HUNTERSVILLE, N.C. — Doctors told Kristi Brodd she had anxiety for nine years, but it was something else called Postural Orthostatic Tachycardia Syndrome.
“POTS is often misdiagnosed as anxiety because there are a lot of overlapping symptoms,” Brodd said. “But for me, I had fatigue. I had the rapid heart rate. Specifically, for POTS when you stand up, your heart rate goes up a lot. I could feel that. I could see it that on my Fitbit. I would stand up and look down my heart rate was in the 140s, 150s, just standing up at my desk.”
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Brodd found the Carolina Functional Neurology Center where Dr. Lauren Brindisi, a functional neurologist, treats patients with POTS at her office in Huntersville.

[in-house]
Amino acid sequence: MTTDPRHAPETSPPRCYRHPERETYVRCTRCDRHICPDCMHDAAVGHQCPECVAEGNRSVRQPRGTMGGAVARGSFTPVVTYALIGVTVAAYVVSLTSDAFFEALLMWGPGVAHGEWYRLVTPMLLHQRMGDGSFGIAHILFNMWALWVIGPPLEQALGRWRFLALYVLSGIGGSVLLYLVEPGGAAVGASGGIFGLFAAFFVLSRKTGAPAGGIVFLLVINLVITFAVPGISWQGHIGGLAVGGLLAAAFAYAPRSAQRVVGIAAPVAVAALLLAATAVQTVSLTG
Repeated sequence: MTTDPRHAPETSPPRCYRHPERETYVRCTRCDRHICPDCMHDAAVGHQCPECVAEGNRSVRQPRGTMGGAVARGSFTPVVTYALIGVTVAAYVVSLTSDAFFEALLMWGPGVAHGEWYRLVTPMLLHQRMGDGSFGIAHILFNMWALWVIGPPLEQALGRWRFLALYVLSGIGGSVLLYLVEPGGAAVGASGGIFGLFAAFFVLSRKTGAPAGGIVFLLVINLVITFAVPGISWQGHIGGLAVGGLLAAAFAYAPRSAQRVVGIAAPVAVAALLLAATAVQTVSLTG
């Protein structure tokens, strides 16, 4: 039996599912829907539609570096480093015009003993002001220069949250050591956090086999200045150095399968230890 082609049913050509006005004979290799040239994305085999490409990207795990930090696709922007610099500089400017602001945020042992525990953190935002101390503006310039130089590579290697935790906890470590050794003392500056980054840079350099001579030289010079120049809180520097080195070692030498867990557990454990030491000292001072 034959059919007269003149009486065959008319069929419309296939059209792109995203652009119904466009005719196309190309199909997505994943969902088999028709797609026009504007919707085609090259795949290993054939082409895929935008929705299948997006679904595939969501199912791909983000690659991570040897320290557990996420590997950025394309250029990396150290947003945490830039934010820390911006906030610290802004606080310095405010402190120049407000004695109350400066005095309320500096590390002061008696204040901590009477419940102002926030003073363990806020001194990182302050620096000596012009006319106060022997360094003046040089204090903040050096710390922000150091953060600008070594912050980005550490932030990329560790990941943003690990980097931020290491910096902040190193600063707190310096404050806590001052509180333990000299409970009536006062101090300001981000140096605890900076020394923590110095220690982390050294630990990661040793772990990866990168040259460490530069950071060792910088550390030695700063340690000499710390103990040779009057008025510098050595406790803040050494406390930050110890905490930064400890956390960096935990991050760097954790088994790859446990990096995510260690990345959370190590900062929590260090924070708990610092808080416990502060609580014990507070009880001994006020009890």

Brindisi said that since the start of the pandemic, they’ve seen several patients diagnosed with POTS after recovering from COVID-19. Since last month, her office has seen a 50% increase in calls from people who’ve had COVID-19 and developed POTS or are suspected to have a similar diagnosis.
“Our biggest thing is that we really want to raise awareness because we’ve been treating this disorder for years,” Brindisi said. “And lot of patients who’ve we’ve seen previously develop these type of symptoms after infection. Now we know we’re likely going to see that more, and we don’t want patients to wait to get the care that they need.”
There are different forms of treatment. Brodd’s went through tilt-table therapy, which is used to retrain the brain on how to handle gravity. She said the results were immediate, and that there is hope for those with COVID-19, who may develop POTS symptoms.
“So, after living with these symptoms daily for almost nine years to now, I’m pretty, every day, I feel fine. I feel like my life is back to normal,” she said.
Brodd said she feels like herself again.
“I feel fine,” she said.
According to Dysautonomia International, anyone between 15 and 50 years old can get POTS. The organization said 80% of patients are women.
Cox Media Group